BETHESDA | MD
Welcome to timeless grandeur at the private residence of 9121 Burdette Rd in Bethesda, MD. Understated Elegance and unparalleled sophistication from the moment upon arriving at the completely private gated private residence. The main residence, guest house and cottage retreat, enjoy your journey throughout the premise and enjoy the peaceful silence in a town moments from the bustle of the city. Inspired by the Aspen Highlands countryside, The Burdette Private Residences is the perfect backdrop where native landscaping and the finest natural and manmade materials are strategically designed for combining light, depth, and warmth in this custom-built masterpiece. Thoughtful details have been eloquently combined by architect mastermind Custom Design Concepts and nationally acclaimed builder Sandy Spring Builders. This collaborative effort resulted in an impeccable estate worthy of diplomats, artists and athletes, authors, car enthusiasts, wine connoisseurs, zen masters, and Executive Sous Chefs.
MAIN HOUSE: Elevator 5 Bedrooms, 8 Full Baths, 1 Half Bath 3 Car Garage.
GUEST HOUSE: 2 Car detached in Carriage House State-of-the-art Fitness Center Full Bath.
CARRIAGE HOUSE: Yogi Studio, Zoom classes, Quaint. Charming. Endless possibilities.
EXTERIOR LIVING: Loggia Outdoor Custom Stainless Steel Kitchen Heated Swimming Pool with automated cover Heated Spa Cabana bath with stone and glass shower, changing room, cabinetry.
EXTERIOR HIGHLIGHTS: Stone/Stucco Slate Roof Copper Gutters/Downspouts Lighting schematic, Gas Lanterns Irrigation System Loggia Pergola Outdoor SS Kitchen Flagstone porches, patios, stone paths Screened-in Porch Cathedral Ceilings Beadboard Ceiling Exterior Stone Fireplace Full Home Back-up Generator Concrete Driveway Estate Materials Solid Walnut Entry Doors Wide Plank Hardwood Floors Marble Fireplace Mantels White Marble Countertops Flagstone, limestone, wood, stone flooring Extensive security surveillance One-Touch Lighting Arched entrance ways, french doors, breezeways, courtyards.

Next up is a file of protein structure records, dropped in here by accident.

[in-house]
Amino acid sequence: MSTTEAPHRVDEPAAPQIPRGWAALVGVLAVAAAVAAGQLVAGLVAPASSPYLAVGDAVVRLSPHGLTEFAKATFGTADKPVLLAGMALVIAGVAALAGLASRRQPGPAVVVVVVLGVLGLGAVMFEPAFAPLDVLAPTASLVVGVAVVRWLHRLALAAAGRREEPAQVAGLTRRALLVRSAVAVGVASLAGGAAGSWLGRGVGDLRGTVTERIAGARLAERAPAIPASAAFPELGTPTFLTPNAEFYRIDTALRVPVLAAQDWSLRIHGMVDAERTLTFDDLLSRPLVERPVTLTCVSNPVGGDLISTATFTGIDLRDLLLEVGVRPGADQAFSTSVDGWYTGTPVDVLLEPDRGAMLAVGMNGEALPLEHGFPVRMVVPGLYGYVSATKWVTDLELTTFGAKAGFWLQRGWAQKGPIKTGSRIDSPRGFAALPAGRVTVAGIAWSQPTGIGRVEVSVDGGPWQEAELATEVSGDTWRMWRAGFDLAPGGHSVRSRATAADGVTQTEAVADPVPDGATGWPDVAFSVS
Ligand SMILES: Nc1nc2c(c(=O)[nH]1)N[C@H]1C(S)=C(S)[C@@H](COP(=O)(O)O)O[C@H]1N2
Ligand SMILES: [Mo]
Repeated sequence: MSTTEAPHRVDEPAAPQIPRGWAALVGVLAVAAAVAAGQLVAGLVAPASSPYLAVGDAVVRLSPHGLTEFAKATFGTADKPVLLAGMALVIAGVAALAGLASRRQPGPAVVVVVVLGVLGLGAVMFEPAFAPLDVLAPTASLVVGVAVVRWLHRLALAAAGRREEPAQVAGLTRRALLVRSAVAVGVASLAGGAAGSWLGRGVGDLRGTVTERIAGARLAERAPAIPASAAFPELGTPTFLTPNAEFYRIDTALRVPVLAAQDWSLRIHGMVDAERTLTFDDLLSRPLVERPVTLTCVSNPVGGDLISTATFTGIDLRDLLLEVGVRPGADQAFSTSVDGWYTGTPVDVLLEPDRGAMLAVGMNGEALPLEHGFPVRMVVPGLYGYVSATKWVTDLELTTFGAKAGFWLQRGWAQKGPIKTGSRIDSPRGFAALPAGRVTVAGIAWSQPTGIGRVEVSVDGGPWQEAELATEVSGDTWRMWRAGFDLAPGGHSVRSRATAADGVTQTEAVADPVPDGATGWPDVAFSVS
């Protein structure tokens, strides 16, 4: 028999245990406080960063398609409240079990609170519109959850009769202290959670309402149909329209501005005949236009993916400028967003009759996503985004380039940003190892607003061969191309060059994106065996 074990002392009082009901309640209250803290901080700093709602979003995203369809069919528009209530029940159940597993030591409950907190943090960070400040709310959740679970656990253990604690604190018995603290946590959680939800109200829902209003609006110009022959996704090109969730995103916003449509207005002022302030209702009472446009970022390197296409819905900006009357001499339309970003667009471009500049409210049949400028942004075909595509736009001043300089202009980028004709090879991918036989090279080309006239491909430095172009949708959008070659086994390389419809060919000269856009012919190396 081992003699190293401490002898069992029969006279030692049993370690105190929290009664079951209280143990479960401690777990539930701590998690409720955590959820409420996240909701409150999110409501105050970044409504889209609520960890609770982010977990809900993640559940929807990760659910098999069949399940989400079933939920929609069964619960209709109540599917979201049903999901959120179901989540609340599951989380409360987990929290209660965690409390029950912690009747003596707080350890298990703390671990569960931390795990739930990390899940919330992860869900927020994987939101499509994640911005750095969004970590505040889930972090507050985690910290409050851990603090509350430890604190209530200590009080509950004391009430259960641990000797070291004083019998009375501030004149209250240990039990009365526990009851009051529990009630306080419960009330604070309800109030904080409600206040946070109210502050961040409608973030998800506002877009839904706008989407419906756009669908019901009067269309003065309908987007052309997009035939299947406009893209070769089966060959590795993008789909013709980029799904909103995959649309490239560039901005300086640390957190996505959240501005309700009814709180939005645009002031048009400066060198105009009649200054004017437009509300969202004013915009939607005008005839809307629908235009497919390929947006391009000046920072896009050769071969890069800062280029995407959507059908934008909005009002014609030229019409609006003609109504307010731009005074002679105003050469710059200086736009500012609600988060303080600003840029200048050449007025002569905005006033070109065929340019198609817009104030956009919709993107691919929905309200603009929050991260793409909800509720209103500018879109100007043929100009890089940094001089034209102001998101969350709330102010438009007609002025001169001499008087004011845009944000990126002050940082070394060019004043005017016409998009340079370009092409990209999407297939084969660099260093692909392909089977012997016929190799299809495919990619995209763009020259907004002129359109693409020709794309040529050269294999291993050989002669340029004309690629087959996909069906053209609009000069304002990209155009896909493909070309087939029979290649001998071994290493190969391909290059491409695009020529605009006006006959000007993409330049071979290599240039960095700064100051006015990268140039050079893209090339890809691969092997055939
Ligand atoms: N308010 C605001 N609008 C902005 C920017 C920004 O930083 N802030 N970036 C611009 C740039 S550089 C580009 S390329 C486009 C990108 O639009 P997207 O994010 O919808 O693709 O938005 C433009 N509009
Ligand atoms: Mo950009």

Bethesda is located just northwest of the U.S. Capitol of Washington, D.C. It takes its name from a local church, the Bethesda Meeting House, which in turn took its name from Jerusalem’s Pool of Bethesda. The National Institutes of Health main campus and the Walter Reed National Military Medical Center are in Bethesda, as are a number of corporate and government headquarters. In 2014, it placed first on both Forbes’ list of America’s most educated small towns and Time’s list of top-earning towns. Bethesda is situated along a major thoroughfare that was originally the route of an ancient Native American trail. Henry Fleet, an English fur trader in the 1600’s, was the first European to travel to the area, which he reached by sailing up the Potomac River. Most early settlers in Maryland were tenant farmers who paid their rent in tobacco. The extractive nature of tobacco farming meant that colonists continued to push farther north in search of fertile land, and in 1694 Henry Darnall surveyed a 710-acre area that became the first land grant in present-day Bethesda.
Throughout most of the 19th century, Bethesda never developed beyond a small crossroads village, consisting of a post office, a blacksmith shop, a church and school, and a few houses and stores. It was not until the installation of a streetcar line in 1890 and the beginnings of suburbanization in the early 1900s that Bethesda began to grow in population. Subdivisions began to appear on old farmland, becoming the neighborhoods of Drummond, Woodmont, Edgemoor, and Battery Park. Further north, several wealthy men made Rockville Pike famous for its mansions. World War II and the expansion of government that it created, further fed the rapid expansion of Bethesda. Both the National Naval Medical Center (1940–42) and the NIH complex (1948) were built just to the north of the developing downtown. This, in turn, drew further government contractors, medical professionals, and other businesses to the area. This recent growth has been significantly vigorous following the expansion of Metrorail with a station in Bethesda in 1984.
Washington Metro’s Red Line services two primary locations in Bethesda: the downtown area at the Bethesda, and the area near the National Institutes of Health and the Walter Reed Medical Center at the Medical Center Washington Metro stations. The Maryland Transit Administration’s Purple Line, a light-rail rail currently under construction, will provide a direct connection from Bethesda to Silver Spring, the University of Maryland, College Park, and New Carrollton. The Purple Line will allow riders from Bethesda to move between the Red, Green, and Orange lines of the Washington Metro transportation system, as well as to MARC and Amtrak trains, without needing to ride into central Washington, D.C.
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